Web Accessibility Initiative (WAI)

When developing web sites, making them as accessible as possible is crucial, both to people with different kinds of disabilities as well as to all kinds of different devices, web browsers and screen readers etc.
Why? Out of respect for the user, while making the web site available to as many users as possible.

You need to be aware of the fact that the web site will not look the same to all visitors, not all UAs handle CSS and other things. The solution isn’t to code in HTML 3.2 and avoid using CSS and JavaScript, since that’s just plain dumb. The most important thing is to code semantically correct, and use HTML 4 Strict or XHTML Strict. If you use JavaScript, make sure that there’s some option for those who have it turned off or a web browser that doesn’t support it.

Edward Clarke has written two things that I liked: Why your business benefits from adhering to the web standards and the Why WAI-AAA and W3 code validation don’t equal accessibility post at webdeveloper.com.

W3C‘s WAI group released in 1999 the 1.0 guidelines for creating accessible web sites (version 2.0 is still a working draft). They consist of three priorities:

  • Priority 1
    Things the web content developer must satisfy. Fulfilling this leads to the Conformance Level “A”.
  • Priority 2
    Things the web content developer should satisfy. Fulfilling this leads to the Conformance Level “AA”.
  • Priority 3
    Things the web content developer may address. Fulfilling this leads to the Conformance Level “AAA”.


There are certain checkpoints for helping you know what to live up to. There are also HTML Techniques, CSS Techniques and information about the accessibility features of CSS available at the W3C web site, as well as information about the accessibility improvements in HTML 4.
There are also links and information about alternate web browsers there.

Amongst others, Joe Clark thinks the WCAG 1.0 guidelines have too little bearing in the real world, and he is eager to get people involved in the WCAG 2.0 guidelines in his How to Save Web Accessibility from Itself.
Matt May has written a short and concise piece about Accessibility From The Ground Up.


Eager to test you code now? You can check color contrasts with this tool that Roger gave me a tip about, there’s a colorblind filter service available, but most of all I recommend the excellent tool for checking accessibility: Bobby.


  • Nice summary of pointers to good accessibility resources. I'd just like to throw in a little bit of a warning about Bobby. You can use it for a basic overview of a site's accessibility, but it is far from perfect. It is unable to find many accessibility issues and reports problems that aren't actually problems. So be careful when you use it.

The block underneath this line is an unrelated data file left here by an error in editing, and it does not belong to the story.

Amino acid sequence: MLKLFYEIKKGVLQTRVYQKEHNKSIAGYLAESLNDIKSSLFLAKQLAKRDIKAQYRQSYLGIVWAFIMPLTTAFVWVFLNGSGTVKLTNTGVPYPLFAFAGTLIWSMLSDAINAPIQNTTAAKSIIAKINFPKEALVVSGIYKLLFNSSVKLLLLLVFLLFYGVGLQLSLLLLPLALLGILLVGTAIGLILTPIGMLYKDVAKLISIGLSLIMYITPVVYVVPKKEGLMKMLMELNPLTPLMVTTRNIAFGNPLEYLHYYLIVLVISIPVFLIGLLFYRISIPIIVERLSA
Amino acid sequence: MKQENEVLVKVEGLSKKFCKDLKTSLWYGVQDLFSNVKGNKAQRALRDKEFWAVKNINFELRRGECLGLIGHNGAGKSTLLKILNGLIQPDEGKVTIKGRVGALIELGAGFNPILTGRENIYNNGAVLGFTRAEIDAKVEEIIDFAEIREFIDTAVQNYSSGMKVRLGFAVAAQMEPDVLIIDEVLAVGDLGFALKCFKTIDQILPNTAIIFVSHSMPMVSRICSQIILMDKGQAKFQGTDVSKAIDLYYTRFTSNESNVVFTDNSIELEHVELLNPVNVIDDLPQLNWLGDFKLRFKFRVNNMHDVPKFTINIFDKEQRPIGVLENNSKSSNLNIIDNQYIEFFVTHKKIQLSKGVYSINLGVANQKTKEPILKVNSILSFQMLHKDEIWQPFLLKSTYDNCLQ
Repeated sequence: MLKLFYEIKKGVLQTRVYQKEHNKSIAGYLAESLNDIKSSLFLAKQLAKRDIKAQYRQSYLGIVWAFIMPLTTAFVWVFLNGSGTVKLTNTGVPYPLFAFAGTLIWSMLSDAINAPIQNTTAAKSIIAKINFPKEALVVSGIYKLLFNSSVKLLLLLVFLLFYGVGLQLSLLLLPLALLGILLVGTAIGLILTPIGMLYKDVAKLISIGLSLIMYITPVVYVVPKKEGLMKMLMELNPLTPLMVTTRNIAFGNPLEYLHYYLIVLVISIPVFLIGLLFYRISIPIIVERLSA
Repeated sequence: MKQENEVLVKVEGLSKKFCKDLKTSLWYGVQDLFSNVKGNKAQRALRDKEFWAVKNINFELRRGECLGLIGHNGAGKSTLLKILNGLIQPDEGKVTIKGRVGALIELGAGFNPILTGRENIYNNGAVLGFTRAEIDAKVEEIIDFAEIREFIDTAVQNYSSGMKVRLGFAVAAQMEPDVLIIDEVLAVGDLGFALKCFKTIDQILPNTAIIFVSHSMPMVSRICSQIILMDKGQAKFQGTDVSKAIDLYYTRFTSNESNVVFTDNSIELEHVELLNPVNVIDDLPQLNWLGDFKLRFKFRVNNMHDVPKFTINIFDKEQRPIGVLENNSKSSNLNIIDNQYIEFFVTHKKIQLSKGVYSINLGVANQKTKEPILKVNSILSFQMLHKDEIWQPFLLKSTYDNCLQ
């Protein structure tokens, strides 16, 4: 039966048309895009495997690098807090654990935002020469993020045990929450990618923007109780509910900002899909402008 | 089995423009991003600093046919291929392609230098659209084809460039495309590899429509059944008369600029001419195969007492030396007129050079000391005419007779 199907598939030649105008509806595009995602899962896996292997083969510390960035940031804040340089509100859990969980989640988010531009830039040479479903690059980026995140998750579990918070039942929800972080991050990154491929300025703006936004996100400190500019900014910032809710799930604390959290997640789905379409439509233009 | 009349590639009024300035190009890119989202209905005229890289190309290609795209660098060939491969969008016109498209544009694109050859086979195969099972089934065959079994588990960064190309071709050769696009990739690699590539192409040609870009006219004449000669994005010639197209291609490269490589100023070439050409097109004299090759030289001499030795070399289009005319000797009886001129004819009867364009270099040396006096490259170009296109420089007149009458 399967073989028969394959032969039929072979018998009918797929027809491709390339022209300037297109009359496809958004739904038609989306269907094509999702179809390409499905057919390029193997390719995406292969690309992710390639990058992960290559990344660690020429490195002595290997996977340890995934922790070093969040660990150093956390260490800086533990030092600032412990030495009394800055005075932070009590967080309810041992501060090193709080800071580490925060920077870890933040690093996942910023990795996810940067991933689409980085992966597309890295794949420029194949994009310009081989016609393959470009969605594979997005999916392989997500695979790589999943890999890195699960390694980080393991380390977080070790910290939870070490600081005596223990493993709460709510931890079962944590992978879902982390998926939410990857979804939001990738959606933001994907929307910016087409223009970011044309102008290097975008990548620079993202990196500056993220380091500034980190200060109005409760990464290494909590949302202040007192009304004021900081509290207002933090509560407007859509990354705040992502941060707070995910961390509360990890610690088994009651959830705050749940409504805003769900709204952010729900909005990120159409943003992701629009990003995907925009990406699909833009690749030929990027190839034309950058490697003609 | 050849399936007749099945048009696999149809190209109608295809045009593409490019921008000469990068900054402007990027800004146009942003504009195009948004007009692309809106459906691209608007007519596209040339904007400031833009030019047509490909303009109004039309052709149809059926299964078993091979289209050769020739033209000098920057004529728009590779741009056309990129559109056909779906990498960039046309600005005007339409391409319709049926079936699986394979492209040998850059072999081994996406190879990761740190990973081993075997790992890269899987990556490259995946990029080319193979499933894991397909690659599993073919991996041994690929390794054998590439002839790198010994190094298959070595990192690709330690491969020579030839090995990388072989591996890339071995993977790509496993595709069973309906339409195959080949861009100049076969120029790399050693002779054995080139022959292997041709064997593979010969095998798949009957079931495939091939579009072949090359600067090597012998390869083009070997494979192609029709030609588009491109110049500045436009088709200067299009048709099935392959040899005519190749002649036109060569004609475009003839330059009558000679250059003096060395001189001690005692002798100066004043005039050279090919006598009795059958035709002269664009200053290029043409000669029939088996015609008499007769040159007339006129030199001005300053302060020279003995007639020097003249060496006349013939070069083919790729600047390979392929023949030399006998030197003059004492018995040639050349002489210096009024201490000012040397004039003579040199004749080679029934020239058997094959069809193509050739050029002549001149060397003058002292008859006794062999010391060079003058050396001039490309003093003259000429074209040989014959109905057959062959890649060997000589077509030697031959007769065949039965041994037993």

• Robert says:


    Thank you!

    I haven't used Bobby extensively, so it was good to hear someone else's comment about it.

    Do you have any specific flaws/features you'd like to mention, or is it just a general warning?

  • Tommy Olsson says:

    An automatic accessibility checker like Bobby or Cynthia Says can only check so much. There are many aspects of the WCAG checkpoints that needs a human being verifying them.

    The reports from these tools will usually tell you what you must test manually, but the problem is that many authors overlook that part and see only the AAA conformance icon. 🙂

  • Robert says:


    Well, it's a marketing deal for them with AAA, isn't it?

    Maybe I should've pointed out the human testing and verification factor as well.

    I just wanted to point people in the right discussion by start using these kinds of tools. Then, of course, more measures must be taken to achieve true accessibility.

  • Tommy Olsson says:

    I agree: it's about marketing. The unfortunate side-effect is that it tricks designers and developers into thinking that AAA is easy; it isn't. AA is no problem, but AAA takes skills and resources.

    I'm not criticising your article, which is very good. I just tried to elaborate on what Roger mentioned, in an attempt to explain why it's dangerous to rely on automatic validation for accessibility.

  • Robert says:


    No problem at all.

    I should correct what I wrote in the previous comment:

    I just want people to start focusing on creating accessible web sites.

    And, as you did, it's good to point out that one shouldn't rely a 100% on the tools available, but that they might be good to use as pointers at least.

  • […] on the market now, be it for computers, cell phones or PDAs, the initiative and responsibility to make the web accessible for everyone has to be taken […]

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